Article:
So, had Bard actually dismissed Kovel for his views -not his advocacy of a one-state solution, but his (borderline?) conspiratorial views on the power of Zionists- I’d probably support them in that. But they didn’t. They cut him to save money.”

That’s most of the post, but go there anyway.

6 thoughts on “Joel Kovel

  1. Gordon Hodgson

    It’s interesting how when this story broke, what was essentially an autobiographical statement was taken as some kind court transcript. Did no one else think it might be worth seeing what the Uni’s comment was or some dis-interested third party’s take on it?

    When I get sacked, I’m blaming the Masons.

  2. Mira Vogel Post author

    That’s a beautiful notion of yours about a dis-interested third party, Gordon.

    I guess Bard has the final say, unless Kovel goes to court like Ward Churchill.

    On a separate note I suppose in academia there’s counter-hegemony and there’s counter-hegemony. It’s long been the case that some arts and social science academics do counter-hegemony in ways which makes them inappropriate to academia. I.e. propaganda, irrationality and poor argument, failure to engage with the opposite point of view on its own terms – all of which add up to bias. I’ve not read his books but I’ve read some interviews – Kovel says some things about Zionism which suggest that he is embracing bias. This is a feature of contemporary anti-Zionism – pushing the idea that there is no other side to the argument that Zionism is racism. An entirely unacademic approach.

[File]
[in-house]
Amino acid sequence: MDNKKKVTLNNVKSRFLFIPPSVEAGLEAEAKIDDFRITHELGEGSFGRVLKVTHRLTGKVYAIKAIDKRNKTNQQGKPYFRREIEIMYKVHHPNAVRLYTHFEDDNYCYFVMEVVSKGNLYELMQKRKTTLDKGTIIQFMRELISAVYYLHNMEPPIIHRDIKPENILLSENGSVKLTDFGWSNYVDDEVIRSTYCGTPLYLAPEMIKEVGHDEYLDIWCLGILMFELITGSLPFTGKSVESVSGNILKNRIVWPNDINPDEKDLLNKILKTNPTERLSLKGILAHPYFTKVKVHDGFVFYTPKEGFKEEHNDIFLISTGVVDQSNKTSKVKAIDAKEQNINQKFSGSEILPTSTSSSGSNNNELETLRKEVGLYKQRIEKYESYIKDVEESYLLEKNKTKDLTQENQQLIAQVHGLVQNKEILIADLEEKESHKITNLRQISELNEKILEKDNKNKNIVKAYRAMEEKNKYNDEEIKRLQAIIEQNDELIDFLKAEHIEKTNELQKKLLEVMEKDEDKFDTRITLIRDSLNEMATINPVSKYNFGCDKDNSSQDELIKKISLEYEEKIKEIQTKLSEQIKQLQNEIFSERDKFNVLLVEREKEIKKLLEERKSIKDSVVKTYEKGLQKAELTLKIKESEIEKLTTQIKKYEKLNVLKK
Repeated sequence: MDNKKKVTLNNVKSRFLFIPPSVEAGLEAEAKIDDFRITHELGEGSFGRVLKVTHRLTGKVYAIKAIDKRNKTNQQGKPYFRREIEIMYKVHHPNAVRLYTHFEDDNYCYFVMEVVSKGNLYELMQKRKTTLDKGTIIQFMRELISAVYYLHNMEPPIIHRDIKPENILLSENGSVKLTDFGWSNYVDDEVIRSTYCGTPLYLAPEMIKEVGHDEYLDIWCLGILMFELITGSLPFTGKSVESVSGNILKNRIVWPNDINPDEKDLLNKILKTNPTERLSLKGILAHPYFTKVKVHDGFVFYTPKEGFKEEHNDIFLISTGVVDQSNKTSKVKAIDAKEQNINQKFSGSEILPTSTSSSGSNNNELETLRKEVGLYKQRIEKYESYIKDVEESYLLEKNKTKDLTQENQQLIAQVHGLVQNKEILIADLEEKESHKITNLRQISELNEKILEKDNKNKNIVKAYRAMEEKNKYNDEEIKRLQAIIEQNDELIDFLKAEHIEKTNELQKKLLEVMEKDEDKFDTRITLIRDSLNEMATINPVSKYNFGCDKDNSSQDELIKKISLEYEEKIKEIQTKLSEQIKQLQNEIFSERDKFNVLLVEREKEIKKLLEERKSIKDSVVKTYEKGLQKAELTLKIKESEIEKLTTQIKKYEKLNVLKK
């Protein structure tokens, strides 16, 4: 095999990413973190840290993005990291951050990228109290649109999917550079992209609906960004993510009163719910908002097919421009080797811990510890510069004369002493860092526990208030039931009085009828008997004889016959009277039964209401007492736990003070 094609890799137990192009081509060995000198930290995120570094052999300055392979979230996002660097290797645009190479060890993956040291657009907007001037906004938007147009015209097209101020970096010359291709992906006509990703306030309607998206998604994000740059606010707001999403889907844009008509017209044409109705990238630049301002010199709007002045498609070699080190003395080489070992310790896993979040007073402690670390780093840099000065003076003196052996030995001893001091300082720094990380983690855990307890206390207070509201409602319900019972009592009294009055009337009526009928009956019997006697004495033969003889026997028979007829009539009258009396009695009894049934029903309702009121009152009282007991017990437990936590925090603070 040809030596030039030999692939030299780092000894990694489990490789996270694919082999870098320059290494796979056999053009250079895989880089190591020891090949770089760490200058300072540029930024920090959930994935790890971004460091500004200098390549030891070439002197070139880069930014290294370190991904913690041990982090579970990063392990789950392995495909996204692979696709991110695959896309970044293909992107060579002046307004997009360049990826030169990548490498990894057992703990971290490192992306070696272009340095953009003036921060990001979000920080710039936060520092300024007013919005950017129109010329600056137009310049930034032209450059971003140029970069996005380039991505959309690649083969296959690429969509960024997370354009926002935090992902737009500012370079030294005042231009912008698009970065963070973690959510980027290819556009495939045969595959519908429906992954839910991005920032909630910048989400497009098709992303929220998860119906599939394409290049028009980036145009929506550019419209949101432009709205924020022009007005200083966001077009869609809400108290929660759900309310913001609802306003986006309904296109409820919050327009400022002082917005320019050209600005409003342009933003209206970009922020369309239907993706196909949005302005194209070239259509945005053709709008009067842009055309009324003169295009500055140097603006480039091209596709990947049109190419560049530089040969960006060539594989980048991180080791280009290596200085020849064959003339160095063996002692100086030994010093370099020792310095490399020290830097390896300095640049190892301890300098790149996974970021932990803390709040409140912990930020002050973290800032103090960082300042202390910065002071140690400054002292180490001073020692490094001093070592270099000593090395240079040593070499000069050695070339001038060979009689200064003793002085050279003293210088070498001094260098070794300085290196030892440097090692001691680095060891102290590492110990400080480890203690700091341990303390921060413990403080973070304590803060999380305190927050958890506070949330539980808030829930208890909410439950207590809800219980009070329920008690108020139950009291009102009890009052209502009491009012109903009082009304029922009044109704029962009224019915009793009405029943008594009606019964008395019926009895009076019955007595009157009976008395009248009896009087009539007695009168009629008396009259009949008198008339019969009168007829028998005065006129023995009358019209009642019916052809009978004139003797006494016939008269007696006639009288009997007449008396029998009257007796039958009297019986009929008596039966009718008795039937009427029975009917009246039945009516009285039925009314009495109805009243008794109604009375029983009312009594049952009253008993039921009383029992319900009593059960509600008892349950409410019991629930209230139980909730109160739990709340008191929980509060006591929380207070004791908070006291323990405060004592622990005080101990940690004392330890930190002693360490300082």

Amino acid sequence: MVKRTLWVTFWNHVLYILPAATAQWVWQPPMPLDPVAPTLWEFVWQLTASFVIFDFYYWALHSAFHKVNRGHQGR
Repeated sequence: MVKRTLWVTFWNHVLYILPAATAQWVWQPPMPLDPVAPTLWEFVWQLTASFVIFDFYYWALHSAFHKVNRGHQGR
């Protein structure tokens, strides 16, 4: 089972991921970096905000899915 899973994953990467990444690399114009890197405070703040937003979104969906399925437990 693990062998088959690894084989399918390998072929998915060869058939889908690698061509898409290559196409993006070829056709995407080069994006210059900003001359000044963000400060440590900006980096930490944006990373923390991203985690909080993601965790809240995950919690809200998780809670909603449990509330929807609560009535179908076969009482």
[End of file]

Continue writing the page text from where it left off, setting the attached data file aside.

3. Rosso Verde


    I think if anyone in Kovel’s place was sacked they would think the same thing – After all the same happened to Norman Finklestein (I know you are not a fan of him either!)
    I’ve read his (Kovel’s) book on Israel and agree with 95% of it, but about 5% is rather conspiritorial and lets it down somewhat.

  4. Mira Vogel Post author

    The thing is, Rosso, the allegations of conspiracy which attached themselves to Jews – unified in the Protocols of the Elders of Zion – are the same ones which attach to those who are designated Zionists. Shared purpose, clannishness, covert control, behind-the-scenes dealing. They were unreasonable before Israel existed and they are unreasonable when circulated on Green Party discussion lists today too. While it isn’t unacademic to be wrong, it is definitely unacademic to be unreasonable. Even a bit unreasonable.

  5. Matt

    Thank you for the link, Mira.

    Yes, I do think that conspiracism can often be quite like a curate’s egg. Actually, antisemitism often works in ways where it’s not predominantly salient. It ties disparate threads together and creates odd alliances — it’s the conjunctions in an incoherent manifesto.

    In any case, someone (a professor of Jewish Studies focusing on Judaism) has responded to my post, and I now feel my earlier impressions may have been overly generous (see Kovel here). It really is remarkable how Kovel responds to criticism from UMP stating, “For us, the issue raised by the book is not free speech but hate speech,” by blaming a Zionist conspiracy. In fact, he blames his failure to not premiere on the New York Times bestseller list in a conspiratorial fashion as well. Surely some notion of falsifiability must apply. Worse(?) this is in a recent article, where he’s still making the same self-centered claims.